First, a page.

Andy McSmith's Diary: It’s time to stop invoking old treaties and let Gibraltar decide for itself
“Spain does not seem to be aware of the Treaty of Utrecht,” the Labour MP Jim Dobbin claimed, introducing a “debate” on Spain and Gibraltar in the Commons. I put “debate” in quotation marks, because the word implies a contest between different points of view. In the UK, politicians never actually debate Gibraltar: they assert that it is ours and that Spain should leave off. That message was repeated when the Spanish ambassador was summoned to the Foreign Office.
But I suspect that the Spanish are well aware of the Treaty of Utrecht, signed in spring 1713. Though that treaty legitimised the British military occupation of Gibraltar, it clearly did not say the people living on the Rock had the right to decide who should govern them. It said that should Britain ever decide “to alienate therefrom the propriety of the said town of Gibraltar”, sovereignty would revert to Spain.
It would make more sense if British politicians stopped referring to the Treaty of Utrecht – which by the way also granted UK merchants the right to sell African slaves to Spain’s overseas territories – and stuck to the modern principle that it is for the people of Gibraltar to determine how they wish to be governed.
Vaz fails khat scan
The most surprising revelation to come out of the Commons today was from the mouth of the chairman of the Home Affairs Committee, Keith Vaz, who was born and spent his early childhood in Yemen. Being from Yemen, he had chewed the drug khat, he revealed.
Khat is a popular stimulant in parts of Africa and the Middle East, which until recently was legally imported and sold in the UK. It was banned by the Home Office earlier this year.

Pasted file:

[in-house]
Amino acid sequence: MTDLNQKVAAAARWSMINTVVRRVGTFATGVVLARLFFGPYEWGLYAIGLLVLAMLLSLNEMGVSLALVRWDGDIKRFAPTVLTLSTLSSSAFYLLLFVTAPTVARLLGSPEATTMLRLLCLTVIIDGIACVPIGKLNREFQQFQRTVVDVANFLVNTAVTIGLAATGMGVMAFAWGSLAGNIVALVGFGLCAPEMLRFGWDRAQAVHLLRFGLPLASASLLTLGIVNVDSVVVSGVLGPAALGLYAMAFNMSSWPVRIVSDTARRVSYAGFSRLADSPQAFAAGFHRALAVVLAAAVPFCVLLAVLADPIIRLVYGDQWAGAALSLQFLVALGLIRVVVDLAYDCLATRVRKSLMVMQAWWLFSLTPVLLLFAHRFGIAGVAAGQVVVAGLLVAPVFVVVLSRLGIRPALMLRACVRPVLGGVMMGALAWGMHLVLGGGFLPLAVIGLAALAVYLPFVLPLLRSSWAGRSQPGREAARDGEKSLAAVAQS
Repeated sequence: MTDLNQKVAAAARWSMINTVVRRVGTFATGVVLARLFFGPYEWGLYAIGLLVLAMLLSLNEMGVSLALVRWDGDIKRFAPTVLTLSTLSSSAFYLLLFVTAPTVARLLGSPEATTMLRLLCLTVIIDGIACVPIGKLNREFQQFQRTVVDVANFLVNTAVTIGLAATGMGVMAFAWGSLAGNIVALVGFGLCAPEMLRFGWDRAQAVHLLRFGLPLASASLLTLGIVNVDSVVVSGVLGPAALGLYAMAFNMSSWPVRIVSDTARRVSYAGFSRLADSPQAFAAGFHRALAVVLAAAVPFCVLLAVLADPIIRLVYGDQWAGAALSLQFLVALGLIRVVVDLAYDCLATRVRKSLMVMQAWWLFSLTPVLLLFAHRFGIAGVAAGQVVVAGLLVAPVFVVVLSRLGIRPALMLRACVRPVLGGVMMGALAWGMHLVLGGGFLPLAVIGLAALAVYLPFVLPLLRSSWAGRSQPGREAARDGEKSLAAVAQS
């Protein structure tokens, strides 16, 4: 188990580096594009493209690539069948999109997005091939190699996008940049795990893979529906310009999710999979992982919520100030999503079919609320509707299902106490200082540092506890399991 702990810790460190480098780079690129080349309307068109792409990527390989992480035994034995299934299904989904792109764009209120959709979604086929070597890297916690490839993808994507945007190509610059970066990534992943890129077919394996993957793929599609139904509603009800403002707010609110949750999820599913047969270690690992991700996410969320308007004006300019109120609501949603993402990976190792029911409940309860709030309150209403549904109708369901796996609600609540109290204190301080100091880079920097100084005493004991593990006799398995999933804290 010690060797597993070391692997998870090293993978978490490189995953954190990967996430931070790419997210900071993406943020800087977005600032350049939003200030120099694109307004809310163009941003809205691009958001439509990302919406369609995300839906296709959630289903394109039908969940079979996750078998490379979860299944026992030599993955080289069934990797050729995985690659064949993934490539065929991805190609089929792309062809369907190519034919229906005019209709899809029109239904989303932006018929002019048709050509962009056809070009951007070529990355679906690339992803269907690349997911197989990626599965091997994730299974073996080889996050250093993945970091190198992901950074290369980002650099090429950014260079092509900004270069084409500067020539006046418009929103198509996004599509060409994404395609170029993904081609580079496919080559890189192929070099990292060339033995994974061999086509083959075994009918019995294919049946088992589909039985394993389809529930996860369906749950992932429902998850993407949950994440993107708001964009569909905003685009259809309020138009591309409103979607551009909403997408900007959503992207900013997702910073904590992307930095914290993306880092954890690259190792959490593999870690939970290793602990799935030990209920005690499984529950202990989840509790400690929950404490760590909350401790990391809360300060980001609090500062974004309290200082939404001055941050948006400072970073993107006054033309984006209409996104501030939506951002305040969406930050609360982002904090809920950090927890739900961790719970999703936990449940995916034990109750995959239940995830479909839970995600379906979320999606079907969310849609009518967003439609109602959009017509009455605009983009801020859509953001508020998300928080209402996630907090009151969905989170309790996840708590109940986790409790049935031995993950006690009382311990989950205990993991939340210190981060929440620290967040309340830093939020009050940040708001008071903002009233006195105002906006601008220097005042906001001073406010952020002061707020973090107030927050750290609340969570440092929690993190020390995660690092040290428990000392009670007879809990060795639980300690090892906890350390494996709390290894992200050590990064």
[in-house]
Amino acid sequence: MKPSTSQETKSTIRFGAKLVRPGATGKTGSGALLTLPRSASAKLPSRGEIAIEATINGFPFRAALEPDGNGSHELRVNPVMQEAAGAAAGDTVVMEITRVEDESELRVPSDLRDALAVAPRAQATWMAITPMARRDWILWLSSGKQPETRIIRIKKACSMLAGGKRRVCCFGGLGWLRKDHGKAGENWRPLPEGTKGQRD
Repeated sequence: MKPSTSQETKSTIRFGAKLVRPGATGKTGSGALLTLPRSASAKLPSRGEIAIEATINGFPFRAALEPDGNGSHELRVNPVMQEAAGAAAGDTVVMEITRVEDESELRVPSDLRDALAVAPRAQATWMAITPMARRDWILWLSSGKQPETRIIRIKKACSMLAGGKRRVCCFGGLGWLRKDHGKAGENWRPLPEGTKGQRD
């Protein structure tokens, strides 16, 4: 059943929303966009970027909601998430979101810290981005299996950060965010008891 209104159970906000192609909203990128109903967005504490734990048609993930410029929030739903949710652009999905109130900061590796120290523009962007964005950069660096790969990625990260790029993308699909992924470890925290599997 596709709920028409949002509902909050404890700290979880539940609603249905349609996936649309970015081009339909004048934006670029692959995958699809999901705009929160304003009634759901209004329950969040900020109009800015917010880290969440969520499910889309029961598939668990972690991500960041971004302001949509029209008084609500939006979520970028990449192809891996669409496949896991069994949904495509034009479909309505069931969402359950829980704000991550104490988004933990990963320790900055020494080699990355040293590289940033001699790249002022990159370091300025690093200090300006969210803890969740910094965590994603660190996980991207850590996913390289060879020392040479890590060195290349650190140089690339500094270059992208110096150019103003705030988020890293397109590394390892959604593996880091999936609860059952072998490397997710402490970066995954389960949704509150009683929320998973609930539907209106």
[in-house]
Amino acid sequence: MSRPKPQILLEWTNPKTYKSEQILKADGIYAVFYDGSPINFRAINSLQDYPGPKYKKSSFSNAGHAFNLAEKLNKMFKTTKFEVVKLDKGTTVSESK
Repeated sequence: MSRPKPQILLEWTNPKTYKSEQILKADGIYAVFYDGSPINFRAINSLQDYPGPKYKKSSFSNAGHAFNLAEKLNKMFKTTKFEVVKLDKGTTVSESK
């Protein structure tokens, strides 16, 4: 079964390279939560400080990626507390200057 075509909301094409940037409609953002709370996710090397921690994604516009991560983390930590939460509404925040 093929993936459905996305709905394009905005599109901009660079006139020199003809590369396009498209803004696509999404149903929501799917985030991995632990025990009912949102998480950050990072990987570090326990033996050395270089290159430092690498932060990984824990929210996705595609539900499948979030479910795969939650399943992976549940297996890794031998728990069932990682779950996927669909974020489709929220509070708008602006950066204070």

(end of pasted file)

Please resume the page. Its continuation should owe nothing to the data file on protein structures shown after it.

The effect of chewing khat is said to be similar to but less intense than snorting cocaine, though Keith Vaz claimed “it had no effect on me” – but then, not much does.
No selfies for Fallon
Somebody has had the wit to send a delightful Freedom of Information request to the Department of Energy. It asked for information on “the number of times Michael Fallon, Minister of State for Energy, has written official ministerial correspondence to Michael Fallon, minister in the Dept of Business, Innovation and Skills” and “the number of times Michael Fallon, Minister of State for Energy, has received official ministerial correspondence from Michael Fallon, minister in the Dept of Business, Innovation and Skills” and “a breakdown of the topics covered in this correspondence”.
The answer is that Michael Fallon has not written any official letters to himself. What a disappointment.
Pet hate or xenophobia?
Alex Perkins, leader of the Liberal Democrats in Canterbury and an obsessive Twitter user, is in trouble over the way he responded to news that Americans spend $330m (£205m) a year on spooky costumes for their pets. “And I thought I couldn’t hate them more,” he wrote. He has since claimed that when he wrote “them” he meant pets’ costumes, but a local woman who is half-American interpreted the tweet as meaning that he hates Americans. She has lodged a complaint with Canterbury Council’s chief executives.
My kingdom for a hearse
The absurd argument about where the bones of Richard III are to be interred is costing money. The Government spent £28,590 on legal fees up to the end of September, with costs still piling up, a written note in Hansard reveals.
A group of the ex-king’s descendants, who have formed a registered company called the Plantagenet Alliance, think he should be buried in York, and have gone to law to challenge the Government’s decision to leave it to Leicester University, who dug up his body.
This case has so annoyed the Justice Secretary, Chris Grayling, that he is looking into ways to prevent lawyers in future from making money out of what he calls “unmeritorious judicial reviews”.
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